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Wi-Fi 802.11n Group's Interoperability Issues

The first generation of Wi-Fi equipment built around Draft 802.11n chipsets has been undergoing independent testing over the past several months. According to a new market update from ABI Research, most of the devices are receiving reviews ranging from "lukewarm" to "negative." But, the company concludes, the shortcomings of these first attempts do not spell disaster for the 802.11n standard or the chipset manufacturers.

"Disappointment in the first generation of Draft 11n chipsets is focused on issues of range, throughput and interoperability," says ABI Research senior analyst Sam Lucero. "While they connect at high speeds at close range, these devices' performance tends to fall off rapidly with increasing distance. And interoperability is neither as robust nor as seamless as it should be."

The interoperability issue is especially galling, says Lucero, because it was touted by the members of the Enhanced Wireless Consortium (EWC) as a key benefit of their work in drafting an 802.11n standard. "The whole idea behind the EWC was that they were going to provide a clear path to interoperability, but vendors rushed into the market, and at least with this initial run of chipsets, good interoperability does not seem to have been achieved."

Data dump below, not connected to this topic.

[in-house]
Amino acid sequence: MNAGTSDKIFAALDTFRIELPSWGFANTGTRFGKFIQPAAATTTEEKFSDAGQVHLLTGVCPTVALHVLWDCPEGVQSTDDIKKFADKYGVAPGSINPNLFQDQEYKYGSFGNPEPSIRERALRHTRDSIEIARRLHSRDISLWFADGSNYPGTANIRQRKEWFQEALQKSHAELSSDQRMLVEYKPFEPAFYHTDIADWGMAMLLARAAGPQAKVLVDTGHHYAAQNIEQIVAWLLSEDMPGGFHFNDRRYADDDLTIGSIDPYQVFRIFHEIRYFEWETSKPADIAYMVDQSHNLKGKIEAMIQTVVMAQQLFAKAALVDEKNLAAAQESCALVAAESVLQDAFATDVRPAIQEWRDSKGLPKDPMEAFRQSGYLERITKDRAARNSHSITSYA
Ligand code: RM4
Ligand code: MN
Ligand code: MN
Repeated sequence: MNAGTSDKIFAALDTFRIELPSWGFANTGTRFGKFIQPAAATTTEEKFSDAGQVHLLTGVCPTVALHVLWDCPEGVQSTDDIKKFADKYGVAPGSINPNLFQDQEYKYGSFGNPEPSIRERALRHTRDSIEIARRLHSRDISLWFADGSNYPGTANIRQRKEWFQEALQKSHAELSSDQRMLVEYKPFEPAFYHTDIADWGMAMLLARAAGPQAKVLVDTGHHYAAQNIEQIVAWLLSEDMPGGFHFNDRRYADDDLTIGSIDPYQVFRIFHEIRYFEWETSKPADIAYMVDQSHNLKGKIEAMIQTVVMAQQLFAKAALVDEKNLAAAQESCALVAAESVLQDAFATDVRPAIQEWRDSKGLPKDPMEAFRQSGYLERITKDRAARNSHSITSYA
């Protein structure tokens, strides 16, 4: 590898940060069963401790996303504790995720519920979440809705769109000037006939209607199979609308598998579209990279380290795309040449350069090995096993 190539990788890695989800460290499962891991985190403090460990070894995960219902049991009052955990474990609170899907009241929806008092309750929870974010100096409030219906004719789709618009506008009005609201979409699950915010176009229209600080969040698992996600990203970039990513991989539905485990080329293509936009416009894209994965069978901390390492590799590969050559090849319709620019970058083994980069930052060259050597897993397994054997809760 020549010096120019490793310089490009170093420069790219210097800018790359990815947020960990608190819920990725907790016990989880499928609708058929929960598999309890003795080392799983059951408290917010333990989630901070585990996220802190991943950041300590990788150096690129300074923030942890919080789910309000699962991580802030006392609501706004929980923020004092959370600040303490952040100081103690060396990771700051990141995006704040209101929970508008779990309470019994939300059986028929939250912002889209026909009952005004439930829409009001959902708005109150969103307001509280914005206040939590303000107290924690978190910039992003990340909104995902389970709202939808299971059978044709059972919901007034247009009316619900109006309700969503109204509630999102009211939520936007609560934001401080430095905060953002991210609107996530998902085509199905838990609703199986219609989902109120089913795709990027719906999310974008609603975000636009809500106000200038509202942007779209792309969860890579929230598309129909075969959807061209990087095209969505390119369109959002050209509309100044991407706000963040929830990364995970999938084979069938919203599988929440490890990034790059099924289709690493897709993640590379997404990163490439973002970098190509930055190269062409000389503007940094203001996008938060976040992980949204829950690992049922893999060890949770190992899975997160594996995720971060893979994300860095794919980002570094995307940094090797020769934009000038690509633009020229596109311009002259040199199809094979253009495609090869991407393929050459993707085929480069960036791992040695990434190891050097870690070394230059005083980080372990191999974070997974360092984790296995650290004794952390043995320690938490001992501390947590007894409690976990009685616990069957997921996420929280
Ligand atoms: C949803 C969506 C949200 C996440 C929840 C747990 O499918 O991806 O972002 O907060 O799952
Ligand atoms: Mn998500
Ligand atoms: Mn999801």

ABI Research's assessment is that the standards process is not as far along as some proponents would like to suggest. Much progress has been made, but more needs to be done. The last IEEE Task Group N Working Group meeting saw a number of further changes to the standard proposed. Firmware upgradeability, meaning a finalized physical chip design, seems unlikely to be achieved at this time.

How bad are the implications for the major Draft 11n chipmakers, Broadcom, Marvell, Atheros and Intel? Probably not too serious. ABI Research senior analyst Philip Solis points out, "There will be more generations of chipsets; these issues will all be worked out, more likely during 2006 than later. I think we're still on track to have the standard ratified by around mid-2007, which was the original plan."

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